Hierarchical Clustering Analysis of the detected metabolites was generally consistent with the PCA, showing perfect clustering of samples within groups and no overlap between groups (Fig. 3a). In general, there is an initial suppression of metabolism by As3+ treatment for 6 to 13 weeks, followed by a pronounced recovery among the cells treated with As3+ for 16 to 20 weeks. At 24 weeks of As3+ treatment, a clear decline of many metabolites was noted, which indicates selections and metabolic adaptation of the cell population under the influence of consecutive As3+ treatment. Among the detected 584 metabolites, 456 (78%) showed either induction or inhibition at certain time point(s) of As3+ treatment. There are 109 (19%) metabolites showed persistent inhibition at every time point and 19 (3%) metabolites exhibited steady induction at every time point of As3+ treatment. The sustainedly induced metabolites by As3+ include N-α-acetylornithine, some sphingolipids (Fig. 3), heme metabolites (Fig. 4b), glycolytic products fructose 1,6-bisphosphate and glycerate (Fig. 5), plasmalogen 1-(1-enyl-stearoyl)-2-oleoyl-GPE, and membrane metabolite 1-stearoyl-2-oleoyl-GPG (data not shown). It is interesting to note that As3+ is highly potent in inhibiting the metabolism of uracil-containing pyrimidine, carnitine, methylhistidine, serotonin, polyamines, nicotinamide riboside, and other (Fig. 3b).
Exploratory data analysis of untargeted global metabolomics. A. Principal component analysis (PCA) through a mathematical procedure that can be used to obtain a high-level view of the structure of the metabolomics dataset. Ctrl: control; B6-24: BEAS-2B cells treated with 0.25 μM As3+ consecutively for 6 to 24 weeks. B. Random forest (RF) classifier of the metabolomics dataset using a meta estimator that fits a number of decision tree classifiers on the entire dataset as well as different As3+ treatment groups.
Spatiotemporal dynamics of metabolism among the control cells and the cells treated with 0.25 μM As3+ for 6 to 24 weeks (B6-24). A. Heatmap of the expression levels of 584 metabolites in control cells and the cells treated with 0.25 μM As3+ for 6 to 24 weeks. Six replicates were used for each group of the cells. B. Expression dynamics of the indicated individual metabolites. Top roll shows metabolites that were sustainedly induced with different degree at each time point of As3+ treatment. Other rolls show metabolites that were substantially inhibited by As3+ at every time point. Y- and X-axis represent the relative level of metabolomics quantification and time points of 0.25 μM As3+ treatment of the cells, respectively.
As3+ promotes heme metabolism. A. Schematic diagram of heme metabolic pathway. Enzymes involved in each step of the heme metabolism are indicated with green color. B. Actual levels of biliverdin and bilirubin in each group of the cells, which showed a time-dependent induction by 0.25 μM As3+. C. ChIP-seq profile of the genes encoding the indicated rate-limiting enzymes for heme metabolism in control cells and the cells treated with 0.25 μM As3+ for 24 weeks. Red arrows indicated an enhanced enrichment of the active epigenetic marker H3K4me3 on these genes in response to As3+, and green arrow denoted reduced repressive epigenetic marker H3K27me3 in the indicated gene in response to As3+.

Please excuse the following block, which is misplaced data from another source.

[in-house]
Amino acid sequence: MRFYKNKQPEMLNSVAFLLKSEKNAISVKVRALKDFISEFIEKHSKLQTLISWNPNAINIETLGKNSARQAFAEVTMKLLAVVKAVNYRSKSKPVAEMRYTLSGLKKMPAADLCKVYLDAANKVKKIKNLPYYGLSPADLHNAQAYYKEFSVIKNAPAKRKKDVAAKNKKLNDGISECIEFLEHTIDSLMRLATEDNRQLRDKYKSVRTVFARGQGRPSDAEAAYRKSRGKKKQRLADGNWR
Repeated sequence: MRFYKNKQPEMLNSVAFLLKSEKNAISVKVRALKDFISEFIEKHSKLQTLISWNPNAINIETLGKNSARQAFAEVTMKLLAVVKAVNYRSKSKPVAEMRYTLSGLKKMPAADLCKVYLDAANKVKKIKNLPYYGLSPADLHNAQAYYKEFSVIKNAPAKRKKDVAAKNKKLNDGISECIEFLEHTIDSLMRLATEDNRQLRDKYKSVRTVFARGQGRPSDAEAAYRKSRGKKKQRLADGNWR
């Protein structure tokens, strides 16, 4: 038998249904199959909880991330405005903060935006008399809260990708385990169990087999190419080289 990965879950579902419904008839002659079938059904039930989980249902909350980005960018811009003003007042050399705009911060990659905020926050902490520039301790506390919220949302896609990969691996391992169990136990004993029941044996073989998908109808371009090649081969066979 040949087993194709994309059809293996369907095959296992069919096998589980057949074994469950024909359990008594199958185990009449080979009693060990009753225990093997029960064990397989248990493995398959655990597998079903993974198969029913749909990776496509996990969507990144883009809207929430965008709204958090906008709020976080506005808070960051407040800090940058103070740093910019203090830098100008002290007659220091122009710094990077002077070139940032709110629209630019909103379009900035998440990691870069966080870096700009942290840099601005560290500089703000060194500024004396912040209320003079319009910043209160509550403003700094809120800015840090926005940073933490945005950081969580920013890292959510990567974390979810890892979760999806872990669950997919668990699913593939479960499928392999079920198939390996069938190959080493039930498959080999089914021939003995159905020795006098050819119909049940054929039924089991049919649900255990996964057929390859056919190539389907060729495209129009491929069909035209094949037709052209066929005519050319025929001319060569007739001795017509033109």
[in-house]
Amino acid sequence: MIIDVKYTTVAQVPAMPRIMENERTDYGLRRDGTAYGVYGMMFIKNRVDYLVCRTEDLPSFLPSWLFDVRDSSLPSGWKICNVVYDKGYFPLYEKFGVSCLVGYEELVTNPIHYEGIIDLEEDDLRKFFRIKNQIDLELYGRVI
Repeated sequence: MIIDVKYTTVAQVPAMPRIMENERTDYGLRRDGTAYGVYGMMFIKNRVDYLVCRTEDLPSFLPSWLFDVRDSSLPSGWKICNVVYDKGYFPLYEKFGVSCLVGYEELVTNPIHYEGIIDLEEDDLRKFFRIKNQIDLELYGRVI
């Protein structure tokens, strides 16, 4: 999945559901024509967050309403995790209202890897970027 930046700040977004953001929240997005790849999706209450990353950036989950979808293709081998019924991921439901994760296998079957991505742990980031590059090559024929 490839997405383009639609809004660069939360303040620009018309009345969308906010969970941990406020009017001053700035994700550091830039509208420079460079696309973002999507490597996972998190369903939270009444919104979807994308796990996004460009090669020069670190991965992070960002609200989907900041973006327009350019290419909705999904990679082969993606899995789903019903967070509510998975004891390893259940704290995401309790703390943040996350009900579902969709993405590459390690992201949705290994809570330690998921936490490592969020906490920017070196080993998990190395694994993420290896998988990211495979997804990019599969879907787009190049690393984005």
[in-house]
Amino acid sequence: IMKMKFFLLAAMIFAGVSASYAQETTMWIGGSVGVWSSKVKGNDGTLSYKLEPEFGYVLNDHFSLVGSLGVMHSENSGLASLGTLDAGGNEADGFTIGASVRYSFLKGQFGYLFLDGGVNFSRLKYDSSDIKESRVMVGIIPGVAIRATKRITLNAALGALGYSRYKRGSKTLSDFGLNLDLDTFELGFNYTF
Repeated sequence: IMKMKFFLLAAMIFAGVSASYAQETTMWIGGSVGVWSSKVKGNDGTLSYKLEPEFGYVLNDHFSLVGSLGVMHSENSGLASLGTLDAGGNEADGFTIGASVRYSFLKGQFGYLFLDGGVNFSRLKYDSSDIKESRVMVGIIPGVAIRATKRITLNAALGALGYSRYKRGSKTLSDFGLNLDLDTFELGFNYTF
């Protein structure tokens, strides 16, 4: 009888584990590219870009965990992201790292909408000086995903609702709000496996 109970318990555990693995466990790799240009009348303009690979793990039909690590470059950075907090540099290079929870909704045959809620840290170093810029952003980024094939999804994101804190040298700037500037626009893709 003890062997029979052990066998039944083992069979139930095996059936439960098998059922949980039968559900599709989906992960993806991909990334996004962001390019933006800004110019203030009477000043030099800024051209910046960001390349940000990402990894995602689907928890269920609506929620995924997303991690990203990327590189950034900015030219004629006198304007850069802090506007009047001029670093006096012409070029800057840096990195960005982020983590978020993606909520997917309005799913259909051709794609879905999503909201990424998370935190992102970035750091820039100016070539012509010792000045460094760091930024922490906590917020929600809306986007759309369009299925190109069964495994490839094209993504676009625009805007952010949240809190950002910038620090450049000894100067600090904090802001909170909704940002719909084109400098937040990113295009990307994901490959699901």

Glycolytic features of the As3+-treated cells. A. Relative quantification of the indicated glycolytic intermediates as determined by metabolomics in control cells and As3+-treated cells. B. Genome browser screenshots of ChIP-seq for the selected glycolytic genes. Red arrows indicated enhanced active epigenetic marker H3K4me3; green arrows indicated reduced level of repressive epigenetic marker H3K9me3 or H3K27me3.
Several enzymes, including ALAS2, UROS, UROD, etc, are involved in the heme synthesis in mitochondria through condensation of succinyl-CoA with the amino acid glycine (Fig. 4a). As3+ exposure is known to induce the mitochondrial enzyme heme oxygenase 1 (HMOX1) that catalyzes the degradation of heme into biliverdin and, ultimately, bilirubin. Consistent with this notion, As3+ treatment led to marked elevation in biliverdin and bilirubin at nearly every time point relative to baseline (Fig. 4b). These changes may reflect increased mitochondrial stress, which is known to induce HMOX1 expression in response to metal exposure. Meanwhile, ChIP-seq showed a notably enhanced enrichment of H3K4me3, an active transcription marker, on the genes of UROD, FECH, HMOX1, and BLVRB that catalyze heme metabolism in the cells treated with As3+ for 24 weeks, along with a reduction of H3K27me3, a repressive epigenetic marker, on the BLVRB gene (Fig. 4c).